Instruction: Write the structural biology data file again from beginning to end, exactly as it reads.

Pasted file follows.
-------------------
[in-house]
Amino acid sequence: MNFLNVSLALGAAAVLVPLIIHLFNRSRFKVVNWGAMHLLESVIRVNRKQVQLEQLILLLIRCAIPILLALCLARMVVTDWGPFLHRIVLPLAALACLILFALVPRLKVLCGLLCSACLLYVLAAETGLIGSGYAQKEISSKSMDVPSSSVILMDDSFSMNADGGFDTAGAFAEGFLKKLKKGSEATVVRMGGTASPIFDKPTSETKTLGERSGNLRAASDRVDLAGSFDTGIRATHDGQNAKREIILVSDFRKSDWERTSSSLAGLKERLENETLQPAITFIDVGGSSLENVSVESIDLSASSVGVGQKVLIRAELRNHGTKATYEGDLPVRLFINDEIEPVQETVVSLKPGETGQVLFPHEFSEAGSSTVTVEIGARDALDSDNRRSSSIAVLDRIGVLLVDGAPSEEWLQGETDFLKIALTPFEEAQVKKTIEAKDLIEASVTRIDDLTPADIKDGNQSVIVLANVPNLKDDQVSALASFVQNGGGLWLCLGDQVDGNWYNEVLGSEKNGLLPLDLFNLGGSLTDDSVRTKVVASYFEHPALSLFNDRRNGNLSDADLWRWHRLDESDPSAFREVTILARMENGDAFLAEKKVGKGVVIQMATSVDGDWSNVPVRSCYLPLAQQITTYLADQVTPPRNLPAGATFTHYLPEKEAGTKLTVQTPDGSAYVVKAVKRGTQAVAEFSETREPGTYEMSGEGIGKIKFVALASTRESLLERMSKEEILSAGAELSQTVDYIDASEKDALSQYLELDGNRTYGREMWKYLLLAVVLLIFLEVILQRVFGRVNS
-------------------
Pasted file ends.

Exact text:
[in-house]
Amino acid sequence: MNFLNVSLALGAAAVLVPLIIHLFNRSRFKVVNWGAMHLLESVIRVNRKQVQLEQLILLLIRCAIPILLALCLARMVVTDWGPFLHRIVLPLAALACLILFALVPRLKVLCGLLCSACLLYVLAAETGLIGSGYAQKEISSKSMDVPSSSVILMDDSFSMNADGGFDTAGAFAEGFLKKLKKGSEATVVRMGGTASPIFDKPTSETKTLGERSGNLRAASDRVDLAGSFDTGIRATHDGQNAKREIILVSDFRKSDWERTSSSLAGLKERLENETLQPAITFIDVGGSSLENVSVESIDLSASSVGVGQKVLIRAELRNHGTKATYEGDLPVRLFINDEIEPVQETVVSLKPGETGQVLFPHEFSEAGSSTVTVEIGARDALDSDNRRSSSIAVLDRIGVLLVDGAPSEEWLQGETDFLKIALTPFEEAQVKKTIEAKDLIEASVTRIDDLTPADIKDGNQSVIVLANVPNLKDDQVSALASFVQNGGGLWLCLGDQVDGNWYNEVLGSEKNGLLPLDLFNLGGSLTDDSVRTKVVASYFEHPALSLFNDRRNGNLSDADLWRWHRLDESDPSAFREVTILARMENGDAFLAEKKVGKGVVIQMATSVDGDWSNVPVRSCYLPLAQQITTYLADQVTPPRNLPAGATFTHYLPEKEAGTKLTVQTPDGSAYVVKAVKRGTQAVAEFSETREPGTYEMSGEGIGKIKFVALASTRESLLERMSKEEILSAGAELSQTVDYIDASEKDALSQYLELDGNRTYGREMWKYLLLAVVLLIFLEVILQRVFGRVNS